What they do nominate, though, is so quickly forgotten that we dare you to name any recent winners. Unmoored from the responsibility of creating something that satisfies the desires of a vast yet discerning audience, the artier directors of the day too often leap into masturbatory self-indulgence, and some of the movies that the highbrow critics rave about these days strike us as hilariously bad. Maybe some day Netflix will provide us with an edifying two hours or so with one of this year’s award winners, and we hate to think about how there’s a really good new movie out there that haven’t seen, but at this point Hollywood needs a slapstick screw-up to make the news.

— Bud Norman

The Idleness of March

The month of March always brings severe weather and post-season college basketball on this part of the Great Plains, both of which can be quite rivetingly turbulent, but until they begin in earnest this quadrennial year we’re finding nothing of interest in the news but those already tiresome presidential races.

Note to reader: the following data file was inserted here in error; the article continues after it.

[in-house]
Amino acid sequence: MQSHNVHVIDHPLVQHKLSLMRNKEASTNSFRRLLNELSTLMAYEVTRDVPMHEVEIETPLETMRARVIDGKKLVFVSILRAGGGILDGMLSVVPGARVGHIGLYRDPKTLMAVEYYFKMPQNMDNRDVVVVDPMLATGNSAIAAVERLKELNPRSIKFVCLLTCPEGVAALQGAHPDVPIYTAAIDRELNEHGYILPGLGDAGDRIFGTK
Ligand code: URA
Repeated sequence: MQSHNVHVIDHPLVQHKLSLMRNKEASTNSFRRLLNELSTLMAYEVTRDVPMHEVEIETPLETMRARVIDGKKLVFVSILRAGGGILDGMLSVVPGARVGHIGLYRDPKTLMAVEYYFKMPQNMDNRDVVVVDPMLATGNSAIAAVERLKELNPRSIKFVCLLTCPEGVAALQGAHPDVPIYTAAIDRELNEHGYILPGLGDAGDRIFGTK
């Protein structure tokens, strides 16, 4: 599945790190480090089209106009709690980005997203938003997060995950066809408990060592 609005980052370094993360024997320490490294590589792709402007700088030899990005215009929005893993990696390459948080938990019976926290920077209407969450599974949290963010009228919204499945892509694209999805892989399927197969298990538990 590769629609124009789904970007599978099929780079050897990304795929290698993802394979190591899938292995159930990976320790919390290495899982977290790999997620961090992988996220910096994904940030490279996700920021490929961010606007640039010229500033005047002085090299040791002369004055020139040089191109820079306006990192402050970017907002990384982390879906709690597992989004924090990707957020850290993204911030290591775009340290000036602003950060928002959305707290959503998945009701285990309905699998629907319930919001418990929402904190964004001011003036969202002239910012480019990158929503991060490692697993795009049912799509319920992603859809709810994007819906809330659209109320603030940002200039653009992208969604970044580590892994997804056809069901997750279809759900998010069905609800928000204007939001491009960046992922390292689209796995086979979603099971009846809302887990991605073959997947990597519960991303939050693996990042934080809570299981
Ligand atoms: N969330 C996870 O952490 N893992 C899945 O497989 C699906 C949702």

For a while now we’ve barely heard a peep out of President Barack Obama, much less anything to work up a rant about, and we’ll begrudgingly concede that he was gracious in his remarks about the passing of former First Lady Nancy Reagan, and acknowledge our appreciation for all the half-mast flags that are flying around town. The economy is still awful, but only awful in more or less the same awful way it’s been for the past eight years or so, and not awful in a way that any of the candidates or the world’s bankers seem to know how to fix. Despite a recent brief lull in terror attacks on the west, that whole world-on-fire situation is still also awful, but one party is insisting that climate change is a bigger problem and the front-runner in the other party is telling apocryphal stories about solving it all with bullets dipped in pigs’ blood, and that’s about the only reason all that foreign policy blah-blah-blah is in the news these days.
We note that ace quarterback Peyton Manning is retiring from football, and we wish him well, as he always seemed a nice enough guy and made our brother in Colorado quite happy by winning a Super Bowl for the Denver Broncos last month, but that’s only so interesting. There were some Academy Awards recently, but we couldn’t possibly care less about that, and we’re sure there’s some sex scandal afoot involving some reality television stars or another, and although the cast likely involves a future president we don’t care to keep track of that stuff.
We’re coming up on the Ides of March, and have been forewarned about them by our Shakespearian education, but until the coming catastrophes we’re searching about hopeful news.

— Bud Norman

Keeping Up With the Fashions